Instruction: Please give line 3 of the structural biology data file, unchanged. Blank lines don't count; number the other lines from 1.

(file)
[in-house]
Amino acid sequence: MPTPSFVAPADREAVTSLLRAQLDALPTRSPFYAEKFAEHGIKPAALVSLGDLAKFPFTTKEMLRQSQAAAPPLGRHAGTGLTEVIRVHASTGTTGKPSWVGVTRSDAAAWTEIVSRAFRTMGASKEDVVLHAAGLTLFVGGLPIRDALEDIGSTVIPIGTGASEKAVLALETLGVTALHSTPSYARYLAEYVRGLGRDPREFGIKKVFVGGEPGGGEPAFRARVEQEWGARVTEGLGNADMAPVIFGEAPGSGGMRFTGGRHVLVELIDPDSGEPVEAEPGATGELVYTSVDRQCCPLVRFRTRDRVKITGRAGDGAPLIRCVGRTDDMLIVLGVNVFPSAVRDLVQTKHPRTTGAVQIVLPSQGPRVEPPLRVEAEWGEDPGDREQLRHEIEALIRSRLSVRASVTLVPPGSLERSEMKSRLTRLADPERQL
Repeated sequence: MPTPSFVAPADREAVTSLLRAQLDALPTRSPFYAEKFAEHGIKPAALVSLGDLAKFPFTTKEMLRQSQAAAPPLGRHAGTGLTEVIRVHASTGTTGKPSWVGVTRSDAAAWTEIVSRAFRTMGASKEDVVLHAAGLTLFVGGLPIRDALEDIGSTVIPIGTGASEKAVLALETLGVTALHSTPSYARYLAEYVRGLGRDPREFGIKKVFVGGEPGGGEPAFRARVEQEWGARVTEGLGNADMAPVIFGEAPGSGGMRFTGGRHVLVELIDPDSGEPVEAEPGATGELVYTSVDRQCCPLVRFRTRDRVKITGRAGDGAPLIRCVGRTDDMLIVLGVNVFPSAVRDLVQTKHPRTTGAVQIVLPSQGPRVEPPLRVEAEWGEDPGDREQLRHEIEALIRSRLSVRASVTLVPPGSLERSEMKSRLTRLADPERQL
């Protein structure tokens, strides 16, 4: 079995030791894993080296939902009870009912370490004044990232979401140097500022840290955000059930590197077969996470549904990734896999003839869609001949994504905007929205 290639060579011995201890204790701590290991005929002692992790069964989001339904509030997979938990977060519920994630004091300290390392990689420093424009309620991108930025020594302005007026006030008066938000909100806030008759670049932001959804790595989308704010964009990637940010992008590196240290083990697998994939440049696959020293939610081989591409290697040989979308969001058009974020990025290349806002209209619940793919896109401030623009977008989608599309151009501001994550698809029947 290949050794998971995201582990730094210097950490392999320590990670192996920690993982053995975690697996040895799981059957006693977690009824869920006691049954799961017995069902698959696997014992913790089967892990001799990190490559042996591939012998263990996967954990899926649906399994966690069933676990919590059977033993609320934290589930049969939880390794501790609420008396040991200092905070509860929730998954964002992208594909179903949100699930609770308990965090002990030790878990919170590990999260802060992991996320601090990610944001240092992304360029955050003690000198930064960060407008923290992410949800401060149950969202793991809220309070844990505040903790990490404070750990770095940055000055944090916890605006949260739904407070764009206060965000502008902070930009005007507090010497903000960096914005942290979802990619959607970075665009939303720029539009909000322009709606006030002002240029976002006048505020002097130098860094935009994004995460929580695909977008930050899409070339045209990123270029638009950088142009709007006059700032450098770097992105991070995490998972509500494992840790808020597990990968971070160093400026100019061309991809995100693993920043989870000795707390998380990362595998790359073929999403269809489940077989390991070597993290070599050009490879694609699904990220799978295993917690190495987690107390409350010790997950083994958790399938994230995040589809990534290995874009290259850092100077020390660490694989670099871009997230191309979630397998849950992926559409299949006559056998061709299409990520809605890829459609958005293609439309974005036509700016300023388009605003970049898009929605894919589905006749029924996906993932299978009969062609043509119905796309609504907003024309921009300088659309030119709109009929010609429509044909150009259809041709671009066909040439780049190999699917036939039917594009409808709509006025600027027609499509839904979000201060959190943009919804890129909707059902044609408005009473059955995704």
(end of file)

Repeated sequence: MPTPSFVAPADREAVTSLLRAQLDALPTRSPFYAEKFAEHGIKPAALVSLGDLAKFPFTTKEMLRQSQAAAPPLGRHAGTGLTEVIRVHASTGTTGKPSWVGVTRSDAAAWTEIVSRAFRTMGASKEDVVLHAAGLTLFVGGLPIRDALEDIGSTVIPIGTGASEKAVLALETLGVTALHSTPSYARYLAEYVRGLGRDPREFGIKKVFVGGEPGGGEPAFRARVEQEWGARVTEGLGNADMAPVIFGEAPGSGGMRFTGGRHVLVELIDPDSGEPVEAEPGATGELVYTSVDRQCCPLVRFRTRDRVKITGRAGDGAPLIRCVGRTDDMLIVLGVNVFPSAVRDLVQTKHPRTTGAVQIVLPSQGPRVEPPLRVEAEWGEDPGDREQLRHEIEALIRSRLSVRASVTLVPPGSLERSEMKSRLTRLADPERQL